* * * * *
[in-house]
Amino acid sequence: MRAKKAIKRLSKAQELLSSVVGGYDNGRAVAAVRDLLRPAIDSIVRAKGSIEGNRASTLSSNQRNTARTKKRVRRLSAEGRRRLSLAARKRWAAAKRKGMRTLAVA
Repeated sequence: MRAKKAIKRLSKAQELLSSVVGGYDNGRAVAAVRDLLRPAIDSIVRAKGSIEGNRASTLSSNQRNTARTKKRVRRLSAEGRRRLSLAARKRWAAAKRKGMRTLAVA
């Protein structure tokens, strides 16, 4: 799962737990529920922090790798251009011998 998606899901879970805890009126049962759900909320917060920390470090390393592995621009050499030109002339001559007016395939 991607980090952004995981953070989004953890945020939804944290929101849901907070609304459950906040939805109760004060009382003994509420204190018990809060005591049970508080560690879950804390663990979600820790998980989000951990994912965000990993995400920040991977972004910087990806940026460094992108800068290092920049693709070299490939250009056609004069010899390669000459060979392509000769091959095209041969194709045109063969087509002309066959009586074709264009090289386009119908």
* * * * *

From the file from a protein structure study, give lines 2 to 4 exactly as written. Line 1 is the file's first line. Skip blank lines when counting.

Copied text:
Amino acid sequence: MRAKKAIKRLSKAQELLSSVVGGYDNGRAVAAVRDLLRPAIDSIVRAKGSIEGNRASTLSSNQRNTARTKKRVRRLSAEGRRRLSLAARKRWAAAKRKGMRTLAVA
Repeated sequence: MRAKKAIKRLSKAQELLSSVVGGYDNGRAVAAVRDLLRPAIDSIVRAKGSIEGNRASTLSSNQRNTARTKKRVRRLSAEGRRRLSLAARKRWAAAKRKGMRTLAVA
């Protein structure tokens, strides 16, 4: 799962737990529920922090790798251009011998 998606899901879970805890009126049962759900909320917060920390470090390393592995621009050499030109002339001559007016395939 991607980090952004995981953070989004953890945020939804944290929101849901907070609304459950906040939805109760004060009382003994509420204190018990809060005591049970508080560690879950804390663990979600820790998980989000951990994912965000990993995400920040991977972004910087990806940026460094992108800068290092920049693709070299490939250009056609004069010899390669000459060979392509000769091959095209041969194709045109063969087509002309066959009586074709264009090289386009119908």